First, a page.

And when are first-year students reporting for the Advent semester?
They are reporting on September 24 but we shall use the week between September 19-24 to introduce them to online pedagogies.  The orientation will be the last two weeks of the month.

When is the University administering pre-entry exams?
We received the Senior six final examination results in late August and we are already opening up a two-week application period. The pre-entry exams for both law and medicine will be conducted the week of September 6th and applicants are already flooding our online application portals. 

Why do you set pre-entry exams for some courses and not all?
Ideally, we would be setting pre-entry exams for everyone but for now we are looking at law, medicine, theology, nursing and public health. At UCU we are interested in offering a complete education for a complete person and in order to yield this kind of product, there are other ingredients that possibly the Uganda National Examination Board (UNEB) might not be measuring but we are interested in. We pride ourselves in training a doctor who is not simply a doctor who can treat somebody but one who can offer complete medical care and so the inputs into that doctor are very important and that is why we conduct pre-entry exams to test the applicants’ values and capabilities before admitting them. 

What does it take a student applying for a course to join the University?
We have options where they can go to our website and access the online application form there that will also have details where they can reach someone in the admission office in case they want to be guided through the process. Our online application system is also working well in all the areas but if you are not good at using technology, you just have to send us an email and we shall reach out to you for help.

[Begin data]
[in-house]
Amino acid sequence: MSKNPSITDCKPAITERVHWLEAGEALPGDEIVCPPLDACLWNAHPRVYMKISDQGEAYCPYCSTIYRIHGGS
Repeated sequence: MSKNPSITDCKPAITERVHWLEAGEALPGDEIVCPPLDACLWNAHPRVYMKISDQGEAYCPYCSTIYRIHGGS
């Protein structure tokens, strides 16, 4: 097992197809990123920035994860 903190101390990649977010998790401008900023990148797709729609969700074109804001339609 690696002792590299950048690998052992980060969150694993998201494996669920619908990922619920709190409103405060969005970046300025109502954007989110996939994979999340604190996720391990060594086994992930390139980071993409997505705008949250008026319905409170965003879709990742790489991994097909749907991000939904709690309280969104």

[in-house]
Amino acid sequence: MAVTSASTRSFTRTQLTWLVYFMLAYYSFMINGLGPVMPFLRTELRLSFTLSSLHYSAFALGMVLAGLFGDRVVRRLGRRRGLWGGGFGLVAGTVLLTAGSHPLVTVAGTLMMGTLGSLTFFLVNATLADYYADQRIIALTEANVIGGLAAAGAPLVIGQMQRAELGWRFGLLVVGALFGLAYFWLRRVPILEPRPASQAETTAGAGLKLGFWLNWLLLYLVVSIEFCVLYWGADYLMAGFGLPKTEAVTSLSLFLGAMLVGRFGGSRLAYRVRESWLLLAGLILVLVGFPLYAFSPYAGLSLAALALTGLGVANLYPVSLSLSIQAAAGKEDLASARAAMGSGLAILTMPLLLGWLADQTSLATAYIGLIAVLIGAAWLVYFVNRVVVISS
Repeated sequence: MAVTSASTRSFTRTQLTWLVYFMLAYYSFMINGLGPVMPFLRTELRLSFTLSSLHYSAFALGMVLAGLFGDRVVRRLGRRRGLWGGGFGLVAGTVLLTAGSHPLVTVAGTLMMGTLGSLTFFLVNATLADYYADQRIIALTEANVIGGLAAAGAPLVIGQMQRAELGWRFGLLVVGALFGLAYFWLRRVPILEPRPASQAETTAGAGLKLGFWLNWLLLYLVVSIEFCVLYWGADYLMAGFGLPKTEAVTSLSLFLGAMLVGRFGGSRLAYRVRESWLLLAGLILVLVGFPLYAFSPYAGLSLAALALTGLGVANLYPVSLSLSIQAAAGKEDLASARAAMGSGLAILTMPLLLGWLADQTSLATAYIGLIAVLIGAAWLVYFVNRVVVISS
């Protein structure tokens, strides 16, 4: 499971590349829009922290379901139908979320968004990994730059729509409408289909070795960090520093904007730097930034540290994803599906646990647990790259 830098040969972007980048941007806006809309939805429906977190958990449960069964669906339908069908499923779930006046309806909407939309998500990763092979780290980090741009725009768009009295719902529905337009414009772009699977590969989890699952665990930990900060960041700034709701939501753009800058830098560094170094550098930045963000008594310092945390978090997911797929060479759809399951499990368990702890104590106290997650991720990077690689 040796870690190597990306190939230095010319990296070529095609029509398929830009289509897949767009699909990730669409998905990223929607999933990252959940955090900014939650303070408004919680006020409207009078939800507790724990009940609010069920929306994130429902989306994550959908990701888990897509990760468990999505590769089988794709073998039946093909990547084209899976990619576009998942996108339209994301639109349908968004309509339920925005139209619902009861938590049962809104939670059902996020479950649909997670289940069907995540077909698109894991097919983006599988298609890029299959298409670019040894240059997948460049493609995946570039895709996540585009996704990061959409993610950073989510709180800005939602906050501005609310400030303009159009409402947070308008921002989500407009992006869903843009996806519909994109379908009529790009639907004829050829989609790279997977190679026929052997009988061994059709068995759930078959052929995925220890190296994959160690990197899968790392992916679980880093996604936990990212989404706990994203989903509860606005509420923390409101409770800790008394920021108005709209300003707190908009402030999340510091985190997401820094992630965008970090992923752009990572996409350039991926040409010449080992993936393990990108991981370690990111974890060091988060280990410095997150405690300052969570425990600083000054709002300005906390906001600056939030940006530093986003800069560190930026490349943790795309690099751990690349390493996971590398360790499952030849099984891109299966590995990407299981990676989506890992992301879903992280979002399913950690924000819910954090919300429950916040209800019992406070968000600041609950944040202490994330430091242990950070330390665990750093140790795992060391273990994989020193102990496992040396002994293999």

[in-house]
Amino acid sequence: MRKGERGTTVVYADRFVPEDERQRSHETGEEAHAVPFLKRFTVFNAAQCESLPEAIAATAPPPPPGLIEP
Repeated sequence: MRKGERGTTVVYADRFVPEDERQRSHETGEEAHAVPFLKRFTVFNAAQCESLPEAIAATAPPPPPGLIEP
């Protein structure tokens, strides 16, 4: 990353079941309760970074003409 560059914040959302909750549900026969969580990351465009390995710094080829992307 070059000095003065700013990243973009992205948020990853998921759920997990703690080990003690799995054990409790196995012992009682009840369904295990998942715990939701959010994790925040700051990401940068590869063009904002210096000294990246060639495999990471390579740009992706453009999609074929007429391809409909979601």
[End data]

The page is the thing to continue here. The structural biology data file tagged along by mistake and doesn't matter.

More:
But isn’t UCU very expensive?
That is a very interesting allegation and I have been studying it. Its not true, I was recently looking at the tuition fees charged at UCU compared to that charged in most public universities and they are comparable. What we have done as a Christian University is that we give you a full understanding of what else you will pay, for example, we have what we call other fees, which other universities do not declare on the face of these application forms. I think this is what has caused a bit of confusion for UCU. UCU being a private University, the amount of money charged vis-à-vis the value for money is very completive and worth applauding. 

And what does it mean to run a university during the lockdown?
This is one of the hardest things to do because of two main reasons: One is that most of the regulations that are made in this country are made with a public university in mind so that leaves an administrator in a private university struggling to catchup always.  It would be very helpful for government and law makers to always remember that there are two kinds of institutions in the country, the public and then the private. For these two, the set up is quite different and what they need to succeed is also different. The second one is that you need to meet the expenses within the university 100% because you do not have any other help external to the university revenue to do that and therefore you have had to find a way of continuing business amidst a lockdown because if you fail to continue, it means that you are not going to earn so you can’t maintain the staff, facilities and everything else. It’s in fact that push that has helped universities such as ours to be more innovative during this time because at this point, it’s survival for the fittest.  But Covid-19 is helping us to re-engineer ourselves looking at everything we do as a university to ensure that we are doing them in the best way that we should. 

How are your former students fairing on the job market?
They are the best graduates that you will have in this job market. If you looked at the legal vocation, for example, UCU is changing the story of the legal profession in this country. If you look at the communication graduates, they are all over. I have even started seeing some adverts where the employers are saying that only UCU graduates should apply. We are even calling upon more employers to take that example.